While 72% of travellers say they want to stay in a sustainable accommodation in the upcoming year - a notable increase from 55% in 2016 and up 7% from 2020 just prior to the pandemic. In fact, the 37% of travellers that said they have not stayed in a sustainable property in the past year, 27% said they didn’t even know that they existed, 27% said they couldn’t find any options where they were travelling and 22% said that they didn’t know how to find them. Overall, 46% of travellers still believe that in 2021, there simply aren’t enough sustainable travel options available.
While 3 out of 4** accommodation partners say they have implemented sustainable steps at their property, only one-third (31%**) actively communicate about their efforts proactively to potential guests, indicating that significant challenges remain to making sustainability information easy to access for travelers at earlier stages of the booking process.
Closing the gap, step by step
Booking.com is currently rolling out a program for properties that will support them in taking the next steps to become more sustainable, no matter where they might be on the journey. This includes sharing guidance, insights and best practices with properties via various educational opportunities, including handbooks and dedicated content, all available via the Booking.com Partner Hub.
In connection, Booking.com is currently displaying over 30 certifications officially approved by the Global Sustainable Tourism Council (GSTC), Green Tourism and the EU Ecolabel, as well as multiple hotel chain sustainability programs. The company is sourcing this information directly from the certification bodies and displaying it on the property pages of partners who hold one of these established third-party certifications.
To complement this, Booking.com is also encouraging its accommodation partners to update their sustainability information, which includes 32 impactful practices across five key categories: waste, energy and greenhouse gases, water, supporting local communities and protecting nature. From this global roll-out, hundreds of thousands of properties have already started to share at least some of their sustainability information with Booking.com, which can be viewed on the ‘Sustainability initiatives’ banner on each of their property pages. While it’s still early days, this is an important first step in providing more sustainability information in a transparent way to consumers, ultimately making it easier for them to start making more sustainable travel choices.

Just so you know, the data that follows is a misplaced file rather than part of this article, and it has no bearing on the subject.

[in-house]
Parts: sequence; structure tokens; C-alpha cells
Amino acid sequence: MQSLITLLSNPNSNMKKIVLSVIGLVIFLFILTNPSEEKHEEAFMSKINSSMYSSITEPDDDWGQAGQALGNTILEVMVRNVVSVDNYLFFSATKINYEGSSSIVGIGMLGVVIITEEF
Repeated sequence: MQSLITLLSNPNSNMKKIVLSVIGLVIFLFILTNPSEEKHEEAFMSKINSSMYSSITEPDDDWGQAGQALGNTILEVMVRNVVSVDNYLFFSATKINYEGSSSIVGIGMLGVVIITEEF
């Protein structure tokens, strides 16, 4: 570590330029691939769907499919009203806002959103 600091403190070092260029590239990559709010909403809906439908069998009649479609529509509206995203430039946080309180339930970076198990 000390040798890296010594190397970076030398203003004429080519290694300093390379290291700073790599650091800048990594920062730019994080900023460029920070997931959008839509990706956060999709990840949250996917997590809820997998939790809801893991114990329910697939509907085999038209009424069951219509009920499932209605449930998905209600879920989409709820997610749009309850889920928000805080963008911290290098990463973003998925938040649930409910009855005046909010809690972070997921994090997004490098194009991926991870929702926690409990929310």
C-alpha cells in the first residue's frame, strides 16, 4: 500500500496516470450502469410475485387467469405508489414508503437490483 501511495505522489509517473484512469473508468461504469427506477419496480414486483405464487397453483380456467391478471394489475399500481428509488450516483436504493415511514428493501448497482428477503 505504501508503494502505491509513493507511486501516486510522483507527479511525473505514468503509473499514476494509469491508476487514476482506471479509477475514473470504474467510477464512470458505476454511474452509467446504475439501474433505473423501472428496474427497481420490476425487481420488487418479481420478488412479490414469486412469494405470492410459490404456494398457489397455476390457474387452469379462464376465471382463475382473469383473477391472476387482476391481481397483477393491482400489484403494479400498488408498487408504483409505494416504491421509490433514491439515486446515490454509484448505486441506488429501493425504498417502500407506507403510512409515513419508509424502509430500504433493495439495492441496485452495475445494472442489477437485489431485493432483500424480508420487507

“As as a leader in travel, at Booking.com we believe we have an important responsibility to make sustainable choices easier, both for accommodation providers and travellers. While there is much, much more to be done, we are optimistic about the passion and commitment we are seeing from all sides,” says Foxall.
“The more sustainable practices we can help our partners to identify and implement, the more we can experiment with how best to highlight this information to customers and ultimately make sustainability a transparent and easily identifiable part of their travel decision-making process. A small change like eliminating single-use plastics or switching to energy-efficient LED light bulbs might seem insignificant in isolation, but multiplied by millions of travelers and properties around the world, these small steps all start to add up to a much bigger potential positive impact so that together we can create a truly regenerative and responsible future for all travel.”